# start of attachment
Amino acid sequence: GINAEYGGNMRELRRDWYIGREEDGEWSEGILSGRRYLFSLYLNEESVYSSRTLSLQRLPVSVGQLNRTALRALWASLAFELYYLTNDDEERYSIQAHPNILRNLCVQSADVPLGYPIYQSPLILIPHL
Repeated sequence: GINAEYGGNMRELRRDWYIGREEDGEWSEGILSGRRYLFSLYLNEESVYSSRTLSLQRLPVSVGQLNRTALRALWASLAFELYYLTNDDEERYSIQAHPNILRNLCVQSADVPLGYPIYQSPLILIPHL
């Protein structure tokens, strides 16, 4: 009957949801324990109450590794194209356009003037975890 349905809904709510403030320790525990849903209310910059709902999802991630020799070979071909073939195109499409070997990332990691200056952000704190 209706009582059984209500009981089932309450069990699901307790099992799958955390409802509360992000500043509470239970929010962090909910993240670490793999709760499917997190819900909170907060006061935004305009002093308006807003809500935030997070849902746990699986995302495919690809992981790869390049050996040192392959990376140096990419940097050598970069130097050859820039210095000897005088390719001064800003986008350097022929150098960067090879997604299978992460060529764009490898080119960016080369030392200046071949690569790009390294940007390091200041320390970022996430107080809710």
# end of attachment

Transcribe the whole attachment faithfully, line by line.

Amino acid sequence: GINAEYGGNMRELRRDWYIGREEDGEWSEGILSGRRYLFSLYLNEESVYSSRTLSLQRLPVSVGQLNRTALRALWASLAFELYYLTNDDEERYSIQAHPNILRNLCVQSADVPLGYPIYQSPLILIPHL
Repeated sequence: GINAEYGGNMRELRRDWYIGREEDGEWSEGILSGRRYLFSLYLNEESVYSSRTLSLQRLPVSVGQLNRTALRALWASLAFELYYLTNDDEERYSIQAHPNILRNLCVQSADVPLGYPIYQSPLILIPHL
């Protein structure tokens, strides 16, 4: 009957949801324990109450590794194209356009003037975890 349905809904709510403030320790525990849903209310910059709902999802991630020799070979071909073939195109499409070997990332990691200056952000704190 209706009582059984209500009981089932309450069990699901307790099992799958955390409802509360992000500043509470239970929010962090909910993240670490793999709760499917997190819900909170907060006061935004305009002093308006807003809500935030997070849902746990699986995302495919690809992981790869390049050996040192392959990376140096990419940097050598970069130097050859820039210095000897005088390719001064800003986008350097022929150098960067090879997604299978992460060529764009490898080119960016080369030392200046071949690569790009390294940007390091200041320390970022996430107080809710």